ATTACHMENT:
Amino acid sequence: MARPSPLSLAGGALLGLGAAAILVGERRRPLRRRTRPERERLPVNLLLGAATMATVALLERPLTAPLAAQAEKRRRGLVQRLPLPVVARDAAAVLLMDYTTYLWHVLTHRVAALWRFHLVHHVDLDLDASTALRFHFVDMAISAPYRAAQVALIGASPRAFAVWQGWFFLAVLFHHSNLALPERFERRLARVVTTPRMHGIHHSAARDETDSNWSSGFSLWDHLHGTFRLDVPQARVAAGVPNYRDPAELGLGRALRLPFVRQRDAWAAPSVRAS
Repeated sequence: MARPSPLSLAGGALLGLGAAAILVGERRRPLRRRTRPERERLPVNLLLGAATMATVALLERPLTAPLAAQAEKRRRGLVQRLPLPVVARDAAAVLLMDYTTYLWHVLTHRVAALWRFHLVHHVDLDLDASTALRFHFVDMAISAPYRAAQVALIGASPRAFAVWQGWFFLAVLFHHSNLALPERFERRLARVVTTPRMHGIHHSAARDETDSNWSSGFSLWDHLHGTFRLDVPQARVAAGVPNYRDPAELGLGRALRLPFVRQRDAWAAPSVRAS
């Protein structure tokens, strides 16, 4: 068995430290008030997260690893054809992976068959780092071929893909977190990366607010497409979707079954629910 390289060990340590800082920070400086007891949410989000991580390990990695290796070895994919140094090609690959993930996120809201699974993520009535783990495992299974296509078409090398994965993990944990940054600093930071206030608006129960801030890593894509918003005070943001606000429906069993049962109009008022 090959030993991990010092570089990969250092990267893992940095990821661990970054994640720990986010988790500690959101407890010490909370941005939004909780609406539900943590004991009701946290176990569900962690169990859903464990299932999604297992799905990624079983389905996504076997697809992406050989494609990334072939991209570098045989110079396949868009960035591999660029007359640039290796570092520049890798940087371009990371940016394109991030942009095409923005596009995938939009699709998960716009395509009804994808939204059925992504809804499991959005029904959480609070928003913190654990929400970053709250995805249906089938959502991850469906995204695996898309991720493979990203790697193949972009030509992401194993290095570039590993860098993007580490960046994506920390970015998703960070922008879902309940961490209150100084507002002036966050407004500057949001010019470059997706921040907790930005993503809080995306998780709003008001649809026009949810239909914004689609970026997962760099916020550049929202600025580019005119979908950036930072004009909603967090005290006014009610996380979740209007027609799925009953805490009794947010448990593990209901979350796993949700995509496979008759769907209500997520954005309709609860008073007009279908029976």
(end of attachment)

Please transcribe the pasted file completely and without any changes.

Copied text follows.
Amino acid sequence: MARPSPLSLAGGALLGLGAAAILVGERRRPLRRRTRPERERLPVNLLLGAATMATVALLERPLTAPLAAQAEKRRRGLVQRLPLPVVARDAAAVLLMDYTTYLWHVLTHRVAALWRFHLVHHVDLDLDASTALRFHFVDMAISAPYRAAQVALIGASPRAFAVWQGWFFLAVLFHHSNLALPERFERRLARVVTTPRMHGIHHSAARDETDSNWSSGFSLWDHLHGTFRLDVPQARVAAGVPNYRDPAELGLGRALRLPFVRQRDAWAAPSVRAS
Repeated sequence: MARPSPLSLAGGALLGLGAAAILVGERRRPLRRRTRPERERLPVNLLLGAATMATVALLERPLTAPLAAQAEKRRRGLVQRLPLPVVARDAAAVLLMDYTTYLWHVLTHRVAALWRFHLVHHVDLDLDASTALRFHFVDMAISAPYRAAQVALIGASPRAFAVWQGWFFLAVLFHHSNLALPERFERRLARVVTTPRMHGIHHSAARDETDSNWSSGFSLWDHLHGTFRLDVPQARVAAGVPNYRDPAELGLGRALRLPFVRQRDAWAAPSVRAS
């Protein structure tokens, strides 16, 4: 068995430290008030997260690893054809992976068959780092071929893909977190990366607010497409979707079954629910 390289060990340590800082920070400086007891949410989000991580390990990695290796070895994919140094090609690959993930996120809201699974993520009535783990495992299974296509078409090398994965993990944990940054600093930071206030608006129960801030890593894509918003005070943001606000429906069993049962109009008022 090959030993991990010092570089990969250092990267893992940095990821661990970054994640720990986010988790500690959101407890010490909370941005939004909780609406539900943590004991009701946290176990569900962690169990859903464990299932999604297992799905990624079983389905996504076997697809992406050989494609990334072939991209570098045989110079396949868009960035591999660029007359640039290796570092520049890798940087371009990371940016394109991030942009095409923005596009995938939009699709998960716009395509009804994808939204059925992504809804499991959005029904959480609070928003913190654990929400970053709250995805249906089938959502991850469906995204695996898309991720493979990203790697193949972009030509992401194993290095570039590993860098993007580490960046994506920390970015998703960070922008879902309940961490209150100084507002002036966050407004500057949001010019470059997706921040907790930005993503809080995306998780709003008001649809026009949810239909914004689609970026997962760099916020550049929202600025580019005119979908950036930072004009909603967090005290006014009610996380979740209007027609799925009953805490009794947010448990593990209901979350796993949700995509496979008759769907209500997520954005309709609860008073007009279908029976």